A trivial example is for logging for auditing purposes. You might want to override methods on a particular class and add log statements before calling super. Or maybe you want to fire some events. Subclassing is a lot easier than modifying every call. But no, I can't do that because someone somewhere might do something stupid. I say let em.
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    @M3m35terJ05h that someone somewhere is you mate
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    What about wrapping the class to add logging?
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    @hbr147 It can be lot of boilerplate and refactoring. And it won't work if I need to pass it back to the library it came from.
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    Tools aren't a prime intellect; they don't have the ability to infer intent or order. Even if you code defensively, making everything method virtual dramatically increases the risk of breaking changes to downstream consumers.

    Given that, I tend to find the arrogance/overconfidence to be the assumption that your class is so robust that it will guarantee future robustness and consistency regardless of what users override on it.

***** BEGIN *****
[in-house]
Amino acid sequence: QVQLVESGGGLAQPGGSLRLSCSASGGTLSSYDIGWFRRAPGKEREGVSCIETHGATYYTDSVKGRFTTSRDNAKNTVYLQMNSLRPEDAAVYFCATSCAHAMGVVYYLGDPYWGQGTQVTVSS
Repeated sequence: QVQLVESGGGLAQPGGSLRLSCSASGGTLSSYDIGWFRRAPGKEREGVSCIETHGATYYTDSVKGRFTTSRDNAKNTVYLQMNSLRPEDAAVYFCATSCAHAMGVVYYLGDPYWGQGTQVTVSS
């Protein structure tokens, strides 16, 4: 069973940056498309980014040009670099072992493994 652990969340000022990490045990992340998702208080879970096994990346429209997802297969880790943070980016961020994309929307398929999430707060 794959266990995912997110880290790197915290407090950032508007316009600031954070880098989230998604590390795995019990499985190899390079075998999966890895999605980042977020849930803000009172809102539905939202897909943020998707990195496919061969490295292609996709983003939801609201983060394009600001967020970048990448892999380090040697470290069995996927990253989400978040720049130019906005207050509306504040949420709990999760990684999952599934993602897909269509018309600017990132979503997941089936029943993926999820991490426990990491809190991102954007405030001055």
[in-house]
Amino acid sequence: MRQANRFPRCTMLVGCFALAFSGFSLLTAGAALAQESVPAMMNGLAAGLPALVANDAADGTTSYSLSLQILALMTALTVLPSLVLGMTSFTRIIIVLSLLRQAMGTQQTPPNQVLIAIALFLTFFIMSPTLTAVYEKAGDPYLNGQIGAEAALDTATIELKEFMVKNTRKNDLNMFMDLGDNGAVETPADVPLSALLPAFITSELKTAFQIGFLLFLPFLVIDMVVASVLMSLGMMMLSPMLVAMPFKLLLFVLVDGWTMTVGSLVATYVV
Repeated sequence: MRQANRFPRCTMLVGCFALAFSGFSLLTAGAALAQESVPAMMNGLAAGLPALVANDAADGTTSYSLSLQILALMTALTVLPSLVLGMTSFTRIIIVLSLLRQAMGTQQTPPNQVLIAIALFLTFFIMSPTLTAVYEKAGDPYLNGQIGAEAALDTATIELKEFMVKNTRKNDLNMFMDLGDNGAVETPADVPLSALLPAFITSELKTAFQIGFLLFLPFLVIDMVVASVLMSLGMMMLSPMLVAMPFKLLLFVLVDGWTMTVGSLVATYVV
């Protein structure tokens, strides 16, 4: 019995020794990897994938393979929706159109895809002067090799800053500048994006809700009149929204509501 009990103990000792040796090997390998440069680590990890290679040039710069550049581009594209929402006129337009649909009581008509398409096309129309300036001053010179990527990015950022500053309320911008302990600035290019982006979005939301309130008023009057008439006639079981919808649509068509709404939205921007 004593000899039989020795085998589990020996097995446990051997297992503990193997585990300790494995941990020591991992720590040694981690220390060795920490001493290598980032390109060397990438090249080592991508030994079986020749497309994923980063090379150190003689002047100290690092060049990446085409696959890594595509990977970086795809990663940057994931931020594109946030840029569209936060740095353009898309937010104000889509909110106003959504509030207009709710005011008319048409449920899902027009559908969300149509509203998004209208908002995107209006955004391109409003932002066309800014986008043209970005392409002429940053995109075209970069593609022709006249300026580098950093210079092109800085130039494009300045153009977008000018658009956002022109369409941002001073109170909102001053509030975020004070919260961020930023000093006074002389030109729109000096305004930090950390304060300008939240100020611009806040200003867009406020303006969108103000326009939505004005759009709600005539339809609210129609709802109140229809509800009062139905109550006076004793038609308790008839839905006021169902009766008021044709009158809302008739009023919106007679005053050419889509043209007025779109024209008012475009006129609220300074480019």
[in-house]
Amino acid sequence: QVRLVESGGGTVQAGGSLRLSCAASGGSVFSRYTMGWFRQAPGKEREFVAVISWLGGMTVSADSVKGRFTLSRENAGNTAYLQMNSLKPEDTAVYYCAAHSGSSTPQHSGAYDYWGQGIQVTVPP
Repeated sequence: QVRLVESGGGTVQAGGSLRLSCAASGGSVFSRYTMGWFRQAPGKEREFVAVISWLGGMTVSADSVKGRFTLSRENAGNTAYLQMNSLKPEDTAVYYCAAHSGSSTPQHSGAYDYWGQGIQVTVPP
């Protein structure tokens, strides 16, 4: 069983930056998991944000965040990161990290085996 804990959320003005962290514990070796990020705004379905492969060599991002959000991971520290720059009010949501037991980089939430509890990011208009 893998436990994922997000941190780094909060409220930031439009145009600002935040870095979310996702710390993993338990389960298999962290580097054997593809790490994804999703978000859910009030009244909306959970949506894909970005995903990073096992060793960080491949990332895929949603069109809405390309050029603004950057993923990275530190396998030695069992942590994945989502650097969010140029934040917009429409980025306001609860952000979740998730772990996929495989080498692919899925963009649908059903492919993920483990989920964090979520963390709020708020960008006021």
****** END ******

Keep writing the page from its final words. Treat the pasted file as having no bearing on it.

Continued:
Re: Hejlsberg, since it's the same appeal to pragmatism I'd make

    "When we make something virtual in a platform, we're making an awful lot of promises about how it evolves in the future. For a non-virtual method, we promise that when you call this method, x and y will happen. When we publish a virtual method in an API, we not only promise that when you call this method, x and y will happen. We also promise that when you override this method, we will call it in this particular sequence with regard to these other ones and the state will be in this and that invariant.